Anti-abortion activists show up in Ottawa

OTTAWA | Tensions were high yesterday in front of the Canadian parliament as many pro-choice activists were heard by participants of 25at national march against abortion.

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Some counter-demonstrators said they were concerned about the announced decline in women’s right to voluntary termination of pregnancy (abortion) south of the border.

“There is a stronger pro-choice reaction to what is happening in the United States. We are afraid that this movement will be followed in Canada”, said Émilie Hamels, as around her demonstrators sang “We are moving forward , we will not back down! “.


Emilie wore a red cape, a symbol inspired by the novel The Scarlet Maidby Margaret Atwood, where religious extremists who took power in the United States treated women like baby incubators, forced to give birth.

Catholic Church

Theresa Thomson, who came from Peterborough to “walk for life”, said her ideas were not based on religion: “I only value the lives of unborn babies,” she said.


But, not far from him, priests in cassocks were praying as they walked with a delegation of students from a Catholic school in Kitchener carrying crucifixes.

For the most part, Michael Wilson waved a Carillon-Sacre-Coeur flag, which he explained symbolized his desire to establish a Catholic state where abortion is not only illegal, but completely unthinkable.

American influence

Voluntary termination of pregnancy is back in the news, as the U.S. Supreme Court is set to overturn a historic 1973 decision that led to its legalization in the United States.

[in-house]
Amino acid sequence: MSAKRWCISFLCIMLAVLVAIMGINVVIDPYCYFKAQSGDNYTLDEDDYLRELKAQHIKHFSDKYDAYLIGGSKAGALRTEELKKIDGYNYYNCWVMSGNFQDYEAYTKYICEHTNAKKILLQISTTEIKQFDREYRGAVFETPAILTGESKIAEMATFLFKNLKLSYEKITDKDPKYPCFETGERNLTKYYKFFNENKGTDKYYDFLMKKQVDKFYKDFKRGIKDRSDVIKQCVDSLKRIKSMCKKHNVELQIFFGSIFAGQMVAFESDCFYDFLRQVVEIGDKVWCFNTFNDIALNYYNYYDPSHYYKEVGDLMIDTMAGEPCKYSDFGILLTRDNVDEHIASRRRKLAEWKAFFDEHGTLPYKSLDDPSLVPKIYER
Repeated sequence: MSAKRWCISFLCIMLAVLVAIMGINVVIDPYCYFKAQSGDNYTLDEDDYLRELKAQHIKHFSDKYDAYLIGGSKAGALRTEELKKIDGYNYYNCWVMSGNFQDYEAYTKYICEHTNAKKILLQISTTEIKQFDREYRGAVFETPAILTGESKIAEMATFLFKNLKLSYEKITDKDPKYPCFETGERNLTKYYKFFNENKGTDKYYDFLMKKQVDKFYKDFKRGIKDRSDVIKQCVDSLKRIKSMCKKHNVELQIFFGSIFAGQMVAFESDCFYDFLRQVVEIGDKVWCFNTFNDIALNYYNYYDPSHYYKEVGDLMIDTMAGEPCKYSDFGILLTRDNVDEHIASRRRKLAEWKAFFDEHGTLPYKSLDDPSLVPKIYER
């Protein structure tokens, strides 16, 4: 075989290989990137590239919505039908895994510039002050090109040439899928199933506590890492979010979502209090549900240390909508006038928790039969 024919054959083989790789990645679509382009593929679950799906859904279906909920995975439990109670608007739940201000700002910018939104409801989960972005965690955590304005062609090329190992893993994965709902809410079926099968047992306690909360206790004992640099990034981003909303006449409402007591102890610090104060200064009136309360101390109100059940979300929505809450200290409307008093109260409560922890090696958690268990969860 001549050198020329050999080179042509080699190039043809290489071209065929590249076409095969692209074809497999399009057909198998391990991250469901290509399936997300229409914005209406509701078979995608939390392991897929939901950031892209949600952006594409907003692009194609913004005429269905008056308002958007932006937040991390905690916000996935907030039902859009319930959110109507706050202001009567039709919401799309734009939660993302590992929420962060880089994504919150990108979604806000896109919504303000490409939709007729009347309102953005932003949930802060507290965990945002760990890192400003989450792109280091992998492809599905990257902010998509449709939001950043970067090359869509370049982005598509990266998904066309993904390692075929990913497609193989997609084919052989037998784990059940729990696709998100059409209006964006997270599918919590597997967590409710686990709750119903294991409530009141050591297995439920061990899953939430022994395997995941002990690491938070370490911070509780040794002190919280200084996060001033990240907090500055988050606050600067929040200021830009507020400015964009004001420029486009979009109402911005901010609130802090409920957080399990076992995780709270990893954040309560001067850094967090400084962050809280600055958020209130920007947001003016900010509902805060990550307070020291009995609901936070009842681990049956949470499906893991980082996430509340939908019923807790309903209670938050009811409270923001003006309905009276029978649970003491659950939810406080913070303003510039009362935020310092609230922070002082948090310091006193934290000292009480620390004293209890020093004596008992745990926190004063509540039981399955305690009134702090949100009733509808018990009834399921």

The leak has stimulated the anti-abortion movement in Canada, giving “courage and hope” to hear and achieve its goals, according to Jack Fonseca, director of political activities for the anti-abortion organization and Campaign Life Coalition.


An attorney from Louisiana, where elected officials gave their approval last week to a bill banning abortion, even participated in the event yesterday. Mat David Scotton came to talk about adoption as an alternative to abortion.

Well established lobby

In Canada, the anti-abortion lobby relies on many pro-life MPs to advance its cause:

More than a third of Conservative representatives have won here and the movement plays a strategic role in the current Conservative leadership career.

This political context is of great concern to women’s rights organizations.


“I think it’s a right that is not acquired, it can be revoked any time,” worries Elisabeth Viens, who came to Montreal to counter-demonstrate.

-With Guillaume St-Pierre

Recruitment of anti-abortion activists in schools

Many children were present at the march in Ottawa.

Photo: AFP

Many children were present at the march in Ottawa.

Far from collapsing, the anti-abortion lobby is securing its future by recruiting directly from schools.

Edgar Acosta explained that he founded a rosary club at his Catholic high school in Ottawa to share his faith and beliefs.

“Life is sacred,” he said. If abortion is acceptable, it means killing someone is acceptable. »

Edgar is participating in a “pro-life” youth summit organized at a church in the capital near two primary schools. Hundreds of young people from across the country participated.


In the crowded church, a group of girls sang religious songs while accompanying themselves on guitar while waiting for the speakers ’speeches. Their kneeling companions are praying.

“My purpose in life is to end abortion in Canada before I die,” said one of the organizers, Julia Bissonnette.

school activity

Most of the participants were members of “pro-life clubs” built in public schools. Anti-abortion groups, such as the Oxford County Right to Life Group, also hold poster contests in elementary schools involving cash prizes of $ 50 to $ 150.

Many school delegations participate each year in the national march against abortion, which Joan Hamels annoyingly encounters among the ranks of counter-demonstrators.

“These schools use public money to organize private demonstrations against abortion,” she complains.

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